By Pat Caldwell
ONTARIO – Judy Cordeniz was pretty sure she wanted to become a nurse.
There was only one problem.
She couldn’t stand the sight of blood. That’s when she decided to become a medical assistant “Because it was a two-year junior college course and I could get a job quickly,” said Cordeniz.
The career move proved sound for the Middleton resident and now, more than 30 years later, Cordeniz is just days away from calling it a career. Cordeniz, who spent most of her life in the medical field as an administrator, will step down later this month as chief executive officer of Lifeways Inc. in Ontario. Cordeniz said it was time to seek new opportunities. Lifeways is a regional behavioral health service with facilities in Hermiston, Pendleton, Milton-Freewater, Ontario and Boise.
“I will be 65 next month and I have been in health care for a good healthy time. I am in the process of getting my certification as a personal trainer because I want to do something totally different,” said Cordeniz.
Cordeniz said she believes personal fitness for the baby boomer generation will be vital. Baby boomers were born between 1946 and 1964.
“There is a silver tsunami of baby boomers that will come through the health care system and it will truly tax the system. So if I can keep one person fit, that is one less person taxing the health care system,” said Cordeniz.
Cordeniz said she fit in well with Malheur County because of her rural roots. Born and raised on a dairy farm in the San Joaquin Valley, Cordeniz’s career usually included stints at rural medical facilities.
“You have an opportunity to do a lot of things when you are at a small facility and I like variety,” said Cordeniz. Cordeniz arrived from Santa Barbara to work in Malheur County in 1997 when she became the vice president of business development at what was then Holy Rosary Medical Center.
In 2011, she stepped into the Lifeways CEO slot. Cordeniz said she is proud of her work at Lifeways.
“When I got here and realized what it was and what it was going to be then I made it part of my job to make sure everyone knew that, hey, you have this huge resource in this community,” said Cordeniz.
Cordeniz said another important part of her legacy is the growth of Lifeways.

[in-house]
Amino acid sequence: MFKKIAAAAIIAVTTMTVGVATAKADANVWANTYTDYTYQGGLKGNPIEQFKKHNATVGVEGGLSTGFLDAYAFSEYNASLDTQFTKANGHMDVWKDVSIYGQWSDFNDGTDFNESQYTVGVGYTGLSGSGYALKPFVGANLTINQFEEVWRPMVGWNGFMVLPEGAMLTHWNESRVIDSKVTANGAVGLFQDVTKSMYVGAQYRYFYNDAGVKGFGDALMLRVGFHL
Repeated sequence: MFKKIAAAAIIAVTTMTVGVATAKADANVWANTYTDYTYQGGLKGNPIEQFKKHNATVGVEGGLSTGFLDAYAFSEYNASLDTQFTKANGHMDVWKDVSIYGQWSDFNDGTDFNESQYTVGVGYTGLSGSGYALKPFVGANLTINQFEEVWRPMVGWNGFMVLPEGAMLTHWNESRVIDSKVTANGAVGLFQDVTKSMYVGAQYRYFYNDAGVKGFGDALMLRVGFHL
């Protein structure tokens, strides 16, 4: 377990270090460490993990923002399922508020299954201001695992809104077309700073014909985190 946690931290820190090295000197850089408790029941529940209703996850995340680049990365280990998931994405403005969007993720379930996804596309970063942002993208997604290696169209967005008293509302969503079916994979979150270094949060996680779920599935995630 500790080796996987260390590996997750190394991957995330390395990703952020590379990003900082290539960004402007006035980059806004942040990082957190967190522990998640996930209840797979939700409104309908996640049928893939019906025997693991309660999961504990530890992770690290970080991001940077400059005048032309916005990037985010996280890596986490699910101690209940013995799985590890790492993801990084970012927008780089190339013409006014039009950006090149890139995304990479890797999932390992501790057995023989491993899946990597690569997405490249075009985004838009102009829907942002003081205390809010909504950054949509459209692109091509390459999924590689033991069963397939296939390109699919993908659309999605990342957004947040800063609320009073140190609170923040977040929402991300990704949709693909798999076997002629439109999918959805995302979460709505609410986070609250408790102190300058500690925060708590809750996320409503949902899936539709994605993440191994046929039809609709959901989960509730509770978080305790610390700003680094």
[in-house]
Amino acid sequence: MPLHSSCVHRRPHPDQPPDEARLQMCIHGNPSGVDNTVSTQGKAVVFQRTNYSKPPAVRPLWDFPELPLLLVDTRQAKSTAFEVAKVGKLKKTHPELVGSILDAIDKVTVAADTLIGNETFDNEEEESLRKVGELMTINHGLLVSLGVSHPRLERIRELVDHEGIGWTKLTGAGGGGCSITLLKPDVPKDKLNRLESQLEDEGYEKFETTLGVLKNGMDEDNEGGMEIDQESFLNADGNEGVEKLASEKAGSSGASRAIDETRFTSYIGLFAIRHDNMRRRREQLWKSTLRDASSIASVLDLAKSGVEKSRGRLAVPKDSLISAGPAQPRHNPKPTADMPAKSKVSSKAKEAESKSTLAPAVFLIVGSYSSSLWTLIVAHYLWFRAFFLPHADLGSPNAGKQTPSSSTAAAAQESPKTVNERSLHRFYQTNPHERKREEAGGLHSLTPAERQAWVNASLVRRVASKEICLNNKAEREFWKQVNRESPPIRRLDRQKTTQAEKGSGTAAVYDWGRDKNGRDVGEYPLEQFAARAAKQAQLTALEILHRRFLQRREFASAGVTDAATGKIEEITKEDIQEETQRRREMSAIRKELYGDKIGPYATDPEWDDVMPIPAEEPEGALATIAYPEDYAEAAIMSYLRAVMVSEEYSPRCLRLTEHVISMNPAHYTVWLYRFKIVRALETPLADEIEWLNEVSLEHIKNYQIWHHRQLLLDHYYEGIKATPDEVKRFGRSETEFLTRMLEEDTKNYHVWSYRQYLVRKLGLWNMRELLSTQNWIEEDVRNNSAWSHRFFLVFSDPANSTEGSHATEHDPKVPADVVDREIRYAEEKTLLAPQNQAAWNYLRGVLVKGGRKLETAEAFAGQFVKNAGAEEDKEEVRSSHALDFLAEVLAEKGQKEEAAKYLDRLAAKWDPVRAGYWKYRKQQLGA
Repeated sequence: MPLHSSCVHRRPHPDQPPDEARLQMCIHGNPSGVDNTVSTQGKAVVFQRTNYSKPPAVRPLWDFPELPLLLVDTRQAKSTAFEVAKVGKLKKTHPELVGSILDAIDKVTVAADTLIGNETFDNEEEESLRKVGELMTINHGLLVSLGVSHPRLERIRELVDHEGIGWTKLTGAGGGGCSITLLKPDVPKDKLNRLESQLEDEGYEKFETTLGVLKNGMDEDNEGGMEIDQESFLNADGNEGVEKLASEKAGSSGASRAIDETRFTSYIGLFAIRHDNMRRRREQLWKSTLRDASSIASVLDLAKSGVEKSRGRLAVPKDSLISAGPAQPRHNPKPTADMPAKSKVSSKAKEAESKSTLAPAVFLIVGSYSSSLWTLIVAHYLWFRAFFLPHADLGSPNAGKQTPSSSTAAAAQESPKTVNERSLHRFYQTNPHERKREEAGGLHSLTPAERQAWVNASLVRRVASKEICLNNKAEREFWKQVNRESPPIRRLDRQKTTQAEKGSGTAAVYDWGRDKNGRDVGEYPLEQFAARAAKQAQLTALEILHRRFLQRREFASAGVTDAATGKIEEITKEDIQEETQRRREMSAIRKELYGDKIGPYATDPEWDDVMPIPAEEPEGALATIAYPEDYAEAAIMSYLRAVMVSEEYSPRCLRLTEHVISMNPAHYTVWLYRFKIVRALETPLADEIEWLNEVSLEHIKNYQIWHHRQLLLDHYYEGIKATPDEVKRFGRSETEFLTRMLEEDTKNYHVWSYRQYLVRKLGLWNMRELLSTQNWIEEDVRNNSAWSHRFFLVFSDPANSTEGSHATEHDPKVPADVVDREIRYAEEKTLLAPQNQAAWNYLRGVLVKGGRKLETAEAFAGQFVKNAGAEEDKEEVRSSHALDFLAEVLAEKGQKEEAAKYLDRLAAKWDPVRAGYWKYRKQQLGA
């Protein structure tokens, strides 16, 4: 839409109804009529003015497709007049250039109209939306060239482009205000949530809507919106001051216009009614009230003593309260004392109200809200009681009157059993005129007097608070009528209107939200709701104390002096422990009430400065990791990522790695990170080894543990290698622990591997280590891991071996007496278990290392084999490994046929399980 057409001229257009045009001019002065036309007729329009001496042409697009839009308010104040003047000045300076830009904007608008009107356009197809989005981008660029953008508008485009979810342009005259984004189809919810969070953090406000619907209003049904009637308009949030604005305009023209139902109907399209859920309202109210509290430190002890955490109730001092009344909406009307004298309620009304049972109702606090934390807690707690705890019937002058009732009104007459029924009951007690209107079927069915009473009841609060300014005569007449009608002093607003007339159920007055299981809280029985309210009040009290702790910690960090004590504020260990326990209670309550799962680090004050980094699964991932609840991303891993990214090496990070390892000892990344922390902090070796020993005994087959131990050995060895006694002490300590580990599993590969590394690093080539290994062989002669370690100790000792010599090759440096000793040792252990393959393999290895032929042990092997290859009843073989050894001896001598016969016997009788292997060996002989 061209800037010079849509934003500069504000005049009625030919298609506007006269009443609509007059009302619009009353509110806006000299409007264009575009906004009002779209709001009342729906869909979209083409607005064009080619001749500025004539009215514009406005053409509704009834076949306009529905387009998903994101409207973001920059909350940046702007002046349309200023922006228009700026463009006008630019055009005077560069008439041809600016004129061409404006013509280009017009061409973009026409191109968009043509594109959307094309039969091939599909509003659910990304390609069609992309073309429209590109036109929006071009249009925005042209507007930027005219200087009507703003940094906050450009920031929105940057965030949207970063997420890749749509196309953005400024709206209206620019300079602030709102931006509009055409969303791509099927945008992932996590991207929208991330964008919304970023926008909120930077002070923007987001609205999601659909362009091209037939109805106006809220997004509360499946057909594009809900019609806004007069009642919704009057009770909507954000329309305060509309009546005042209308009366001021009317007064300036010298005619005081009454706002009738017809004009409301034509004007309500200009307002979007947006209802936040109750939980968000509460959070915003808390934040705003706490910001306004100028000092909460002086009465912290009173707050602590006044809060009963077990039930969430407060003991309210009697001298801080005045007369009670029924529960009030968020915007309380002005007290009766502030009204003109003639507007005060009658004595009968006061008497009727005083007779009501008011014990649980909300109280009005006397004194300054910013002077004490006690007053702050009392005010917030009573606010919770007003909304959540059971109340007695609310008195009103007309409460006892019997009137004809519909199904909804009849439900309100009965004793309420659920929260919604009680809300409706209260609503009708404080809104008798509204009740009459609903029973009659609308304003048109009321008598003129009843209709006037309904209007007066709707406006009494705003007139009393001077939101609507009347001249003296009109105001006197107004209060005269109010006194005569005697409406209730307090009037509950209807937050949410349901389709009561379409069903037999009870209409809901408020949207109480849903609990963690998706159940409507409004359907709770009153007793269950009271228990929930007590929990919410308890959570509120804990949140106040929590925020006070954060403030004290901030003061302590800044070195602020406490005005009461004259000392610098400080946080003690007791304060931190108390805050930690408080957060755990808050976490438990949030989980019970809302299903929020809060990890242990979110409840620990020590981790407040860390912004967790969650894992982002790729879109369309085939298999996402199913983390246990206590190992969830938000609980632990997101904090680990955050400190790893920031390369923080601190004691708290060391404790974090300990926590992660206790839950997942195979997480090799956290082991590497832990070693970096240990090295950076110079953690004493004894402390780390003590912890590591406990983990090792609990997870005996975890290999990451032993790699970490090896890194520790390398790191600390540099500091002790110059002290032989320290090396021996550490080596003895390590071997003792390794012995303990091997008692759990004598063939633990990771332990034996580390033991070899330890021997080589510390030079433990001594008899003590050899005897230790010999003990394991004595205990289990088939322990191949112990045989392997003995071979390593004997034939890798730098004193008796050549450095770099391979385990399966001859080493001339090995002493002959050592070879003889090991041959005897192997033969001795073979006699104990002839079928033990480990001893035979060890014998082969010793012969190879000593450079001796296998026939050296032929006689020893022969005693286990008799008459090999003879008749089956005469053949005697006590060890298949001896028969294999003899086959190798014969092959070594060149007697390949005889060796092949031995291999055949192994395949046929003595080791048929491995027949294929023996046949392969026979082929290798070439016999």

“You have to have a strong platform for an organization to grow. When I started we had about 180 employees and we are now at about 330. We’ve grown substantially,” said Cordeniz.
During a 30-year career, Cordeniz said she has seen the field evolve.
“I love to watch the waves and trends. It is interesting to watch the circular pattern of things as they go into and out of fashion based on access and cost. I do a lot of research and study on multi-generations,” said Cordeniz.
Cordeniz said people should take more ownership inside the current health and health insurance system.
“I think people are blind, because insurance or Medicare or Medicaid covers it and there is no incentive to utilize health care efficiently,” said Cordeniz.
Health care leaders must also be flexible, she said.
“When there was a nursing shortage while I was at Holy Rosary we realized we needed to find out what are the indicators that retain nurses or recruit nurses because what used to work isn’t working anymore,” said Cordeniz.
Cordeniz said she will miss the people at Lifeways when she retires. She will not miss all of the travel her job requires.
“I spend a lot of time on the road. In a year-and-a-half I put 50,000 miles on the Lifeways car,” said Cordeniz.
Cordeniz won’t fall into total retirement after she leaves Lifeways.
Last week Treasure Valley Community College announced Cordeniz will serve as a temporary public information officer while, Abby Lee goes on leave to serve in the Idaho Legislature.
“Although I am truly looking forward to retirement I simply could not pass up the opportunity to help the college as it continues to identify its strategic needs for enrollment and programs,” said Cordeniz.
Have a news tip? Contact reporter Pat Caldwell at [email protected] or 541-473-3377.